Over the course of may years of attending gigs, I have seen several tours that turn out to be the band's last. But this information has only ever been known in hindsight. However, tonight was different. THE ENEMY have publicly stated that this will be their last tour. Citing lack of radio airplay, health problems of leader singer Tom Clarke and recent parenthood as the main reason, the band announced a number of gigs to bid farewell to their ever loyal following.
So it was equally in a mood of celebration and sadness that I attended the Bristol O2 Academy to see their last ever gig in this part of the country. I have followed the band closely since they first caught my ear with their belting debut single "It's Not OK" in 2007. At that time they toured relentlessly and promoted their subsequent singles with a slew of in-store appearances. Combining a cocky on-stage attitude (which was in contrast with their off-stage friendliness) with a level of musicianship that belied their young years, they played loud and proud rock. At each subsequent gig I noticed that the size of the venue and audience had grown and consequently the resultant hardcore fan base was sufficiently large to ensure their album rose to the heady heights of number one. Whilst their subsequent releases never quite had the same commercial success, live they remained a potent force. Invariably you finished the night hoarse, sweaty and partially deaf, all indicators that you'd had a good night out.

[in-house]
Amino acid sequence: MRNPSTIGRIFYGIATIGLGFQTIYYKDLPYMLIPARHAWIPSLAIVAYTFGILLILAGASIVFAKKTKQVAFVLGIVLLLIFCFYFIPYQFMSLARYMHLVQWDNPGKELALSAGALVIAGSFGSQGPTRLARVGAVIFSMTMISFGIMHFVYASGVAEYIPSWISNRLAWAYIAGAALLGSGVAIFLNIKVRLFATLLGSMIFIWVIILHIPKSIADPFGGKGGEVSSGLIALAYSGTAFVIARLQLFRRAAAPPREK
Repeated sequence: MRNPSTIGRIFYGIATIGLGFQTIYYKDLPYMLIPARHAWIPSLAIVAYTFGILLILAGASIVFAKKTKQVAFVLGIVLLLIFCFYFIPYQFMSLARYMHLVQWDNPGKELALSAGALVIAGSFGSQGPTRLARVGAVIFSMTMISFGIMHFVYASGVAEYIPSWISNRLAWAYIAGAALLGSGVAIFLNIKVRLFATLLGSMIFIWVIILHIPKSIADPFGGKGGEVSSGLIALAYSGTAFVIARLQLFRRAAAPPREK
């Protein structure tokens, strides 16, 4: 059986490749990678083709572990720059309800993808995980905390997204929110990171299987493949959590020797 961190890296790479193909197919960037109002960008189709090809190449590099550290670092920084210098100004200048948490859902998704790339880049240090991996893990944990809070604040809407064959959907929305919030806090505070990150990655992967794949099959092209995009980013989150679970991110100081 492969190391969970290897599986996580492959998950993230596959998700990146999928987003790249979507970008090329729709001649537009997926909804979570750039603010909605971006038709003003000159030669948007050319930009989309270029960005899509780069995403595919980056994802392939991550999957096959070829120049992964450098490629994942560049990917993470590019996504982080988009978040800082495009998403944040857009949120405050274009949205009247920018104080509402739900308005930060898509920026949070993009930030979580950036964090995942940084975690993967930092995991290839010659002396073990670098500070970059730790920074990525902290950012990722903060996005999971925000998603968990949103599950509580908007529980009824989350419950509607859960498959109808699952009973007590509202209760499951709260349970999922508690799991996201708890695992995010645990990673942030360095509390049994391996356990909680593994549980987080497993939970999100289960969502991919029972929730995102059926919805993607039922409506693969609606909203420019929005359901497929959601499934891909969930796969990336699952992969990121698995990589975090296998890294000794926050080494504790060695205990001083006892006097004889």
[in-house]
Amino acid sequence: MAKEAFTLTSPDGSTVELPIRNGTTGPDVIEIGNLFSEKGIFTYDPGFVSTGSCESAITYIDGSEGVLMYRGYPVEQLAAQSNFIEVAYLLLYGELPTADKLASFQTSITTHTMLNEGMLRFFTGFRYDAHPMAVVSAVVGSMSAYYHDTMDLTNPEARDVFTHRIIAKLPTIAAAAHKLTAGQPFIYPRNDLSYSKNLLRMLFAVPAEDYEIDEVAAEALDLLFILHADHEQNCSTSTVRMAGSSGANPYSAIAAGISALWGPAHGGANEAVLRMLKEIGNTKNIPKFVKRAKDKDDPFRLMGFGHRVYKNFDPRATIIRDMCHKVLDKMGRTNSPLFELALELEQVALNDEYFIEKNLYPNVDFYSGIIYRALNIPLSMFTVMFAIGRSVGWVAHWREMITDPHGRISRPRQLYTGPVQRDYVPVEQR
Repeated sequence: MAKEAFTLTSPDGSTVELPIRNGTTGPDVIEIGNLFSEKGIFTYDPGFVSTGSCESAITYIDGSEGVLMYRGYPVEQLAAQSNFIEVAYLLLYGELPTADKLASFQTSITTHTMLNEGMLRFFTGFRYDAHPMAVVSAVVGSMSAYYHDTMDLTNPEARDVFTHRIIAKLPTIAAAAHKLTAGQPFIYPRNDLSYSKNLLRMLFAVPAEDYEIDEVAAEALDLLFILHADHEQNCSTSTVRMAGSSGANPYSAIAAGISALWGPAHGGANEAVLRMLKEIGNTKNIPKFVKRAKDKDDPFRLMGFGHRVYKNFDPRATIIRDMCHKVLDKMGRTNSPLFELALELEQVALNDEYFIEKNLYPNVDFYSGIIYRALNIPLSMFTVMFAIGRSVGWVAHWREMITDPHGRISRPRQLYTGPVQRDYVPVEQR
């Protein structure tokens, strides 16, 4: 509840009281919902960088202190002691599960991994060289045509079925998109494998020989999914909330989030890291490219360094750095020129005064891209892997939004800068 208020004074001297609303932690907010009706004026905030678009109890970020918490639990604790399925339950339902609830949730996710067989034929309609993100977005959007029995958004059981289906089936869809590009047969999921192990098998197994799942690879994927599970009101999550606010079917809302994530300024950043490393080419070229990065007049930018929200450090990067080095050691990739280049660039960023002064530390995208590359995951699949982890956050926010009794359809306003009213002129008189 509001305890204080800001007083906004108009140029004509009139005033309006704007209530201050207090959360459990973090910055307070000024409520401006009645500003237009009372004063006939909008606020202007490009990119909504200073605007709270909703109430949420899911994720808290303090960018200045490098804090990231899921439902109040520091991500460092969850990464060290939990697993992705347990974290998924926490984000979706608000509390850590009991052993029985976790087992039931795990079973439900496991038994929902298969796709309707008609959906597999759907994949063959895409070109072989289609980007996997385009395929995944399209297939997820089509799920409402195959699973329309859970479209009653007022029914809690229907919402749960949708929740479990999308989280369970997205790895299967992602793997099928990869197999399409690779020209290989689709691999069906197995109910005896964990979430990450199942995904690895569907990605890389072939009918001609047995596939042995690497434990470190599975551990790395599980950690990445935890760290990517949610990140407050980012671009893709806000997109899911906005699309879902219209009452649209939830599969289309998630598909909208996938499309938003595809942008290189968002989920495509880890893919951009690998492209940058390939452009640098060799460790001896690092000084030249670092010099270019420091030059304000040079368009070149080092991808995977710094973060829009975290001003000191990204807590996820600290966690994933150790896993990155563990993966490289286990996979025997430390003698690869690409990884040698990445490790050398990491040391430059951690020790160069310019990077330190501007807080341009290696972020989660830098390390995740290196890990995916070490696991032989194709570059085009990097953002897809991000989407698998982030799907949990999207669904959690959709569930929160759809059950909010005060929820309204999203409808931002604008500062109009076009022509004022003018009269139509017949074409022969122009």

"Technodanceaphobic", "Pressure", "Happy Birthday Jane", "40 Days & 40 Nights", "Away from Here", "It's Not OK" and "You're Not Alone" were all received in a joyous fashion. Whilst numbers from their later albums - "Be Somebody", "No Time for Tears" "Some Things" and "Don't Let Nothing Get in the Way" also contributed to a mass sinaglong with band and crowd.
Whilst the realisation that this was the final time
these songs would be played live could have dampened proceedings,
it appeared to do exactly the opposite with both the band and crowd
recognising that there would never be another chance to revel in the
sheer joy of belting out the lyrics to these terrace anthems. Tom
Clarke seemed genuinely moved and repeatedly assured Bristol that
they would never be forgotten. The audience response was unsurprisingly
one of rapturous approval.
Thanks for the memories lads!